I’ve found that the two expressions – music and story – seem to flow from each other and inspire each other. They move the emotions in different ways, but to equal depths. Given that relationship, I thought it might be nice for readers to be able to feel something of what I felt while writing.
Music is a passion for me, so it was only natural that I started composing scenescape-type pieces at about the same time I began with the world of the books.
In the Whisper is a track I released a few years back under the name Sparrowland. In this one I was trying to capture the tingling crispness of imagination and a sense of wonder.
Minstrels, I think explains itself. Here I was picturing a group of minstrels travelling through midland hills, forests, rivers and farms … the Mistyvales, really. As with many tracks, you’ll notice Celtic and African influences, which to me are among the freshest, wildest and most captivating strains of music.
The Fairground – one with vocals. There’s something magical about fairs. As a boy I used to visit the local town fair and a bigger one in a nearby city. Wandering around the stalls and stables in the lonely hours always left me so full of feelings I could never quite comprehend which only made them more captivating. It was these memories that inspired this song as well as the chapters devoted to the autumn festival – among my favourite to write.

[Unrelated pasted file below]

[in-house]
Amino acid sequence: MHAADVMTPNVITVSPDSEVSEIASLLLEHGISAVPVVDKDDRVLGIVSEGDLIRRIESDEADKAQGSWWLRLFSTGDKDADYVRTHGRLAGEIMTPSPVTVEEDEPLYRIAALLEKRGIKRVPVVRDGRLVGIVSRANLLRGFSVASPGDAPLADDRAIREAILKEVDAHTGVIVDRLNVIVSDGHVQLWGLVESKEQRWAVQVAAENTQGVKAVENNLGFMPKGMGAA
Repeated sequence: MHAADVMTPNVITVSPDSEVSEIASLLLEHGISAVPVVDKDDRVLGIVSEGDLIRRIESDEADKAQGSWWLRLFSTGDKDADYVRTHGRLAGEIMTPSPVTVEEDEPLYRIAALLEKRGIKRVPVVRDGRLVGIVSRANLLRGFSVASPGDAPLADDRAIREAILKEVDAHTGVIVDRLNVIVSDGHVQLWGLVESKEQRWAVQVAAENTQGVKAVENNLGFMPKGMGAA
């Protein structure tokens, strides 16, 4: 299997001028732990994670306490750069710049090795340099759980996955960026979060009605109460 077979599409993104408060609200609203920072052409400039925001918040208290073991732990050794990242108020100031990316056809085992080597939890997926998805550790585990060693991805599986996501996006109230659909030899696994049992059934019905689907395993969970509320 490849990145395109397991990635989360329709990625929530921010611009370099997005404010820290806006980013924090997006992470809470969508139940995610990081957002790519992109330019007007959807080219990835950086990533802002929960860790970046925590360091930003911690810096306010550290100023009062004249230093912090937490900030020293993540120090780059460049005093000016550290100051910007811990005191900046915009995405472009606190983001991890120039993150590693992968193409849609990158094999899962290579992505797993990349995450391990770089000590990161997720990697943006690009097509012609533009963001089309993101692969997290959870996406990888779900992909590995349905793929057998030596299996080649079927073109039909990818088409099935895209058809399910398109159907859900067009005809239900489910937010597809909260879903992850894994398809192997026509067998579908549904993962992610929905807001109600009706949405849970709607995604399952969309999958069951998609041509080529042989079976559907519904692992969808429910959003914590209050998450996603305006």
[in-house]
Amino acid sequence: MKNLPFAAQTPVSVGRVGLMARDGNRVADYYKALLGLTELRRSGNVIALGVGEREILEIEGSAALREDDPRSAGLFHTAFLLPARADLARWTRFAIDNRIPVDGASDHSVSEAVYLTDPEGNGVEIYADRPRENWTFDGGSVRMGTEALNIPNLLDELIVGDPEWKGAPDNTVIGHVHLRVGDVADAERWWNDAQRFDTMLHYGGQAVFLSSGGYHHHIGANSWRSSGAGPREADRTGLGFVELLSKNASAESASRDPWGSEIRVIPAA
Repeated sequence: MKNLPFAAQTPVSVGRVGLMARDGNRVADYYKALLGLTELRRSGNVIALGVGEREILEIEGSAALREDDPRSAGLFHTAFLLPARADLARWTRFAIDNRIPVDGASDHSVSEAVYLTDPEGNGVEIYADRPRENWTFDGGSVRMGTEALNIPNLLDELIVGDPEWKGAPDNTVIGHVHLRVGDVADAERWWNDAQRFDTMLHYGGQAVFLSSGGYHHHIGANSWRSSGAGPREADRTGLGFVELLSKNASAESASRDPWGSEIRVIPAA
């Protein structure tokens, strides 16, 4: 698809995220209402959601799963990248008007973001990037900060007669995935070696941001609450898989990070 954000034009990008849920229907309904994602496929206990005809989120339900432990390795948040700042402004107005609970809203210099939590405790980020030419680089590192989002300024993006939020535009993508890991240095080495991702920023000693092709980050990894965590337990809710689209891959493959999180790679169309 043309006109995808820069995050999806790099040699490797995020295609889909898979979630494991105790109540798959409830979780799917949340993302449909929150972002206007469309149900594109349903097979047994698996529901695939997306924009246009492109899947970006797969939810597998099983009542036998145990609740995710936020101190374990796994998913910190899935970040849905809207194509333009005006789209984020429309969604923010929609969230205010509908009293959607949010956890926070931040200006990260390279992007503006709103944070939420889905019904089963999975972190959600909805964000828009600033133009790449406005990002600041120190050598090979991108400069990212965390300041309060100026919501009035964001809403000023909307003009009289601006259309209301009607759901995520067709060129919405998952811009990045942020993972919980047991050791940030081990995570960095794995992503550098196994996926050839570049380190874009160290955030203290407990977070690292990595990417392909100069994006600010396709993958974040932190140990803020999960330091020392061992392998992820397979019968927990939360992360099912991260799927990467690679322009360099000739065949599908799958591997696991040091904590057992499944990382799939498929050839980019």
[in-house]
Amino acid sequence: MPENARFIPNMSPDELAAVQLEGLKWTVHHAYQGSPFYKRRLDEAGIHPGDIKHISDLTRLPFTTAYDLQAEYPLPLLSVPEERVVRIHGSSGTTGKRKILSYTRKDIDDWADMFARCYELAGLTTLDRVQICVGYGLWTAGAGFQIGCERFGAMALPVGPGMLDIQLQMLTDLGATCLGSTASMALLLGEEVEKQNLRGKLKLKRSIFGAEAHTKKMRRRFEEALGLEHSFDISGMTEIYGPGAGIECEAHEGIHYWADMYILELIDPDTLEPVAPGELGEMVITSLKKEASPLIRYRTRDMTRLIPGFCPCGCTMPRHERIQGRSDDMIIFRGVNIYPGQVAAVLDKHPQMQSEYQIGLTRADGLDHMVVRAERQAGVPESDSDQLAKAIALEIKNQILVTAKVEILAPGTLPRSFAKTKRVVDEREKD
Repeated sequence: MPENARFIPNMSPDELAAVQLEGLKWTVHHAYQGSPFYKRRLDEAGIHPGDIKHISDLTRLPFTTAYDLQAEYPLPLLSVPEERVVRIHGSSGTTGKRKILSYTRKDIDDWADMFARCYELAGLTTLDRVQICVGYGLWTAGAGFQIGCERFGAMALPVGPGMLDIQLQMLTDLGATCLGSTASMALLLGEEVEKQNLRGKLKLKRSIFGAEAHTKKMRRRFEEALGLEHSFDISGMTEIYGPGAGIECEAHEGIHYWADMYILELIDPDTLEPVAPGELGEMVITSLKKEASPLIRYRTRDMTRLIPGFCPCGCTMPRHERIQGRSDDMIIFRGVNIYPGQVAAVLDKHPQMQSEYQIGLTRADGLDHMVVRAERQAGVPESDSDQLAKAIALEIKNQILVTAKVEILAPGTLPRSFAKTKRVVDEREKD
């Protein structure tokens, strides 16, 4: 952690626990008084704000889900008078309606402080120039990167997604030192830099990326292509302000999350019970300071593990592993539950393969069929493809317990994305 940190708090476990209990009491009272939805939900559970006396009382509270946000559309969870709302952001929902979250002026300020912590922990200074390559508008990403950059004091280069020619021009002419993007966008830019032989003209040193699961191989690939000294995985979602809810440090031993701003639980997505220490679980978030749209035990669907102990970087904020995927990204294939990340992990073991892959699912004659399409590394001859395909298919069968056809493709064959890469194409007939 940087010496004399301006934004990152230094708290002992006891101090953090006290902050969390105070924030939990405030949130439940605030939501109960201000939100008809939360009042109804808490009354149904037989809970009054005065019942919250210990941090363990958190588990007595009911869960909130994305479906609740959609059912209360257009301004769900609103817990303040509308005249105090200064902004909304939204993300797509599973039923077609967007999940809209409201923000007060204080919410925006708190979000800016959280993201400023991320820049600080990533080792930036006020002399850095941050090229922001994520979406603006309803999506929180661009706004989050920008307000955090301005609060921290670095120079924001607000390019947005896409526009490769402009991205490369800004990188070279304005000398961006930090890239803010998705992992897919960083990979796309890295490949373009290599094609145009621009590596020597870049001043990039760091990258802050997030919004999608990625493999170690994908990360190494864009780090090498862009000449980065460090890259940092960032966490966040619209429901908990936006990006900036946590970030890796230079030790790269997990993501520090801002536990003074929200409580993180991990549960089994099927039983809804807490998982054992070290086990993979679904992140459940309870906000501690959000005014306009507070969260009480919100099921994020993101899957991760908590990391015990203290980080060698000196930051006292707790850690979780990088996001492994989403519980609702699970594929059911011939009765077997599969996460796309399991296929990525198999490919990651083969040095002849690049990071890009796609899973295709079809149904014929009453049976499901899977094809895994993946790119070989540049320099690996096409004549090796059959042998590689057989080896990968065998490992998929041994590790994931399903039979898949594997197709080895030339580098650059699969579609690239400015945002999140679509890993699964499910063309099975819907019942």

I’ve always liked the idea of stories set to music – as seen in the book with the northern rilloms. This was inspired largely by my own dabbling. The Weaver is one of these experiments – something of a fable set to music. It was a demo I knocked together during an idle day in the studio and I’d hoped to come back and trim the rough edges, but the files were lost, so this is all there’s likely to be for a while. Don’t judge it too harshly.
This is another demo – files lost on the same drive as The Weaver’s. I originally wrote it for a good friend, Simon Painter, who was putting together a dance show that never emerged (though Simon has subsequently launched several other enormously successful shows and is now a widely recognised name in the business). I wrote the music and Simon arranged most of the rhythm section. I’ll never forget him laughing his head off as I did take after take in the studio trying to get the Irish whistle to sound the low D. These whistles are big and they have a beautiful, rich tone, but you need pretty sizeable hands to reach those low stops and I almost dislocated my knuckles in the process.
With this piece, Folk Dance, the mood is very much what I’d imagined while writing the scene where the apprentices join in the dances during the festival.
The Fool of Time – based on a magical old poem by Thomas S. Jones. I’ve always loved words that paint, so when I read that first line, “Across the fields of yesterday,” the images began to appear and beg to be put to music. There’s a deep melancholy to the original poem, but I saw in it the opportunity for hope as real as the despair behind the original words.
There are one or two more in various stages of completion, including my favourite. If you nag me I might be encouraged to nudge them up the priority list.